- What Is It?
- Candidate and Non-candidate
- Complications and Side Effects
- Recovery Time
A stapedectomy surgery involves the removal of complete or part of the original stapes bone and replacing it with an artificial device. This procedure restores the transmission of sound waves to the inner ear for hearing.
The stapes is one of the three tiny bones in the middle ear and the closest to the inner ear. Because of the shape of the stapes, it is known as a stirrup.
It’s the smallest bone in the body and has a vital role in transmitting sound waves from the middle ear to the inner ear.
Otosclerosis is a condition where there is an abnormal growth of extra bones around the stapes. This growth causes the stapes to become immobile and doesn’t allow them to vibrate, resulting in hearing loss.
Who shouldn’t undergo a stapedectomy?
People with the following conditions shouldn’t undergo a stapedectomy:
- Poor physical health
- Fluctuating type hear loss
- Current vertigo or balance problems
- Active middle or external ear infection
- Deformities in the inner ear
- Pre-existing hole in the eardrum
- Less air-bone gap (less than 15 dB)
- Lateral ossicular chain fixation (immobile bones of the middle ear, which can be corrected by mobilizing the bones through surgery instead of a stapedectomy)
What to expect during a stapedectomy?
A stapedectomy involves the removal of all or part of the original stapes bone and replacing it with an artificial device. This restores the transmission of sound waves to the inner ear for hearing. During the surgery, you may expect the following things:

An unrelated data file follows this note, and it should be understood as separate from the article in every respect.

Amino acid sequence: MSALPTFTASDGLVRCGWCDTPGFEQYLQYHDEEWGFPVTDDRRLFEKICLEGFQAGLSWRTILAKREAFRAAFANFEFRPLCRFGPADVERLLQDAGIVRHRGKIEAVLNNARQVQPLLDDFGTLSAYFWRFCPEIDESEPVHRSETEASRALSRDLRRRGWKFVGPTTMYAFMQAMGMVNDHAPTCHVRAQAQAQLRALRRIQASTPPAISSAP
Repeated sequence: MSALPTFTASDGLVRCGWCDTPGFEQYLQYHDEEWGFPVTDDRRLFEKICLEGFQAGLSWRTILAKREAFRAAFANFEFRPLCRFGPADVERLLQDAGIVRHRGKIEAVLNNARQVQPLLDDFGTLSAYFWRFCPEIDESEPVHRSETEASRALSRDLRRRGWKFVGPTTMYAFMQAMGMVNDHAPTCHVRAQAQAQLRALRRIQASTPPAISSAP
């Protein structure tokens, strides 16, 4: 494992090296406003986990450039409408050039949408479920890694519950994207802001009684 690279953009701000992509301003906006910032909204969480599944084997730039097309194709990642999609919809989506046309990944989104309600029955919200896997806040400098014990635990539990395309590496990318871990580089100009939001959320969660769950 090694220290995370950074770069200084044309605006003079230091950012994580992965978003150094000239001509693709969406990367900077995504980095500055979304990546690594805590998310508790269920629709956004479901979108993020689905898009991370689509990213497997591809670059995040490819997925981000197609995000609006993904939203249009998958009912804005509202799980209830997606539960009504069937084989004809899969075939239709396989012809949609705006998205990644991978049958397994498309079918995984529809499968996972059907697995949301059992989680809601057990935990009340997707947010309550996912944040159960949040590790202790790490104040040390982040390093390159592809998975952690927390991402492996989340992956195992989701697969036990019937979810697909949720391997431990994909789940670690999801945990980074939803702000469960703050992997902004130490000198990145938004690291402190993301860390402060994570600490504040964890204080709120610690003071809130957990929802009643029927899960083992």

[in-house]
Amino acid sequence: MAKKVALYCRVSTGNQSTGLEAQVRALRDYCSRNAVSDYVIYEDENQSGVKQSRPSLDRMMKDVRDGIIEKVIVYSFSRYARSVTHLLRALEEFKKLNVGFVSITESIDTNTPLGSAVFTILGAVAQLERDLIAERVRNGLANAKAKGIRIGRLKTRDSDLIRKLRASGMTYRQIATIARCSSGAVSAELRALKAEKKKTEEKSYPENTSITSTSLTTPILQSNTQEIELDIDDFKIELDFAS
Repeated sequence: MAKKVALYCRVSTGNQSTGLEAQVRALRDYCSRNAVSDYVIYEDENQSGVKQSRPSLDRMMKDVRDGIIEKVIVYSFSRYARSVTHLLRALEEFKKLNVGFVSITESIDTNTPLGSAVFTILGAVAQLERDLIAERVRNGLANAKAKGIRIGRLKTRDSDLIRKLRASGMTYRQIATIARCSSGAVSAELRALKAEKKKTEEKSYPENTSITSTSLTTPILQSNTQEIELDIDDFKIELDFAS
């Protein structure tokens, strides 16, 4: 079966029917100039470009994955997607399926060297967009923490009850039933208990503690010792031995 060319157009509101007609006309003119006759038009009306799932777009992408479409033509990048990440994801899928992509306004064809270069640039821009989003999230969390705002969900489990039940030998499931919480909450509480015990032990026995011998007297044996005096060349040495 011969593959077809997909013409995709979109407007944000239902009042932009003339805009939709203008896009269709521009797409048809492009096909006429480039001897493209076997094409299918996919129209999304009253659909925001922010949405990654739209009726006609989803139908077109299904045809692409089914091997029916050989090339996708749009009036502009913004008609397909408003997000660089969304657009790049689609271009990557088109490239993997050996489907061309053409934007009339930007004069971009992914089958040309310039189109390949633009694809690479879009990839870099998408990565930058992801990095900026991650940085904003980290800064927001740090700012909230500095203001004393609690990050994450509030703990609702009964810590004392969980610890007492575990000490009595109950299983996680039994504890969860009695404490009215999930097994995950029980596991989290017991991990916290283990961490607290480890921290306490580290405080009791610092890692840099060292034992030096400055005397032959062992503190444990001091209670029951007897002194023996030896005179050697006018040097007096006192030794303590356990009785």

- The surgeon may use local anesthesia so that you don’t feel any pain during the procedure.
- Next, the surgeon performs the surgery through the ear canal and uses an operating microscope.
- To expose the middle ear bones, the surgeon might lift the eardrum.
- After removing the stapes and placing the artificial device, the eardrum is put back into the position to heal.
- The eardrum will be held in position by packing material that is later absorbed by the body.
- The procedure lasts for about 90 minutes, and you can return home the same day.
What are the complications of a stapedectomy?
As for any surgery, a stapedectomy also has its share of risks and complications, including:
What is the recovery time of stapedectomy surgery?
After a stapedectomy, you should take care of the following things:
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